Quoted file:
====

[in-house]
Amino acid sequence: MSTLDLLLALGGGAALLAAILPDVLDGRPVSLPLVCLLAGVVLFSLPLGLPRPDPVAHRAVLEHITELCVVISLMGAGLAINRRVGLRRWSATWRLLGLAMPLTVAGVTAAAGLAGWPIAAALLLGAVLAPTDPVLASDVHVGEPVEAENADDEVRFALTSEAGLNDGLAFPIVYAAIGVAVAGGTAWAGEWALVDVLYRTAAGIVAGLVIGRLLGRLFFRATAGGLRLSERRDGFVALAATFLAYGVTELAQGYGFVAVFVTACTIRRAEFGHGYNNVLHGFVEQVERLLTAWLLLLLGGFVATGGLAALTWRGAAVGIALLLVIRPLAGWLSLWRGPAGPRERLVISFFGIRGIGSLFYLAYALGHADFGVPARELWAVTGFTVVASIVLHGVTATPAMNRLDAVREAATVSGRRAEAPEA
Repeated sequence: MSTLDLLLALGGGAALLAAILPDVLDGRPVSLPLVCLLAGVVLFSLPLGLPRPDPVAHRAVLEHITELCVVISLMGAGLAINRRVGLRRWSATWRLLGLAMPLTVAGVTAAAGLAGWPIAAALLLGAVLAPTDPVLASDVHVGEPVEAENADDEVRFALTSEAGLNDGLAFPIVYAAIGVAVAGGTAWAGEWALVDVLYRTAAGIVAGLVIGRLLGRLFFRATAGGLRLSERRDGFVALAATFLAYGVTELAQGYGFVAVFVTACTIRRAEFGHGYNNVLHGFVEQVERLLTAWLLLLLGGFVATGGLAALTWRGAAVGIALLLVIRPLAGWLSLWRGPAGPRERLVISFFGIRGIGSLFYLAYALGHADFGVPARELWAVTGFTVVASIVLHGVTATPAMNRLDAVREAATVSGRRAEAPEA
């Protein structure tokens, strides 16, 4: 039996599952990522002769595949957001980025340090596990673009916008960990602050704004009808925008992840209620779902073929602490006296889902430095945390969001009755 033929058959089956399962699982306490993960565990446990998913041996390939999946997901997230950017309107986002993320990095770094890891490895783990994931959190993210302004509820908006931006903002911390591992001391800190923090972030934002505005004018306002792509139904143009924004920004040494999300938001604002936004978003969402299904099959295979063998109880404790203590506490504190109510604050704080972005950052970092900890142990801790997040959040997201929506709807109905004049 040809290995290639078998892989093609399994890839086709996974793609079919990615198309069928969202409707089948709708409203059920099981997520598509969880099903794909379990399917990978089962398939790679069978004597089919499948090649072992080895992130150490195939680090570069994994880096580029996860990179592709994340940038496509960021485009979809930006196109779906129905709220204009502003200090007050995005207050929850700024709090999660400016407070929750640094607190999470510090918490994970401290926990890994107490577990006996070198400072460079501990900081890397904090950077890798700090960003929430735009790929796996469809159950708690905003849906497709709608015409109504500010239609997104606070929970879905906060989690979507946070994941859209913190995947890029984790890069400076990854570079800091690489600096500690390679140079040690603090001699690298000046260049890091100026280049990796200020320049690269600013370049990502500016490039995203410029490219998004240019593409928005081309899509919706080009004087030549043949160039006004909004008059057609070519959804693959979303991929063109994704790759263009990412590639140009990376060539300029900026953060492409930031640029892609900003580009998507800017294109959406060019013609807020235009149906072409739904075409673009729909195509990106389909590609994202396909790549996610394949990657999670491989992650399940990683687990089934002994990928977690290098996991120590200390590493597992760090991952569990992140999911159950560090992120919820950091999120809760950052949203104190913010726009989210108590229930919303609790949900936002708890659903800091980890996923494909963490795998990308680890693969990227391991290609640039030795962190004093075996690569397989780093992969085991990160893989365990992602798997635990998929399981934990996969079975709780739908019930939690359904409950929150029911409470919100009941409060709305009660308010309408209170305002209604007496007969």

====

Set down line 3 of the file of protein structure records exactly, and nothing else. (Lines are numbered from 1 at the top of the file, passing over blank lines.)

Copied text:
Repeated sequence: MSTLDLLLALGGGAALLAAILPDVLDGRPVSLPLVCLLAGVVLFSLPLGLPRPDPVAHRAVLEHITELCVVISLMGAGLAINRRVGLRRWSATWRLLGLAMPLTVAGVTAAAGLAGWPIAAALLLGAVLAPTDPVLASDVHVGEPVEAENADDEVRFALTSEAGLNDGLAFPIVYAAIGVAVAGGTAWAGEWALVDVLYRTAAGIVAGLVIGRLLGRLFFRATAGGLRLSERRDGFVALAATFLAYGVTELAQGYGFVAVFVTACTIRRAEFGHGYNNVLHGFVEQVERLLTAWLLLLLGGFVATGGLAALTWRGAAVGIALLLVIRPLAGWLSLWRGPAGPRERLVISFFGIRGIGSLFYLAYALGHADFGVPARELWAVTGFTVVASIVLHGVTATPAMNRLDAVREAATVSGRRAEAPEA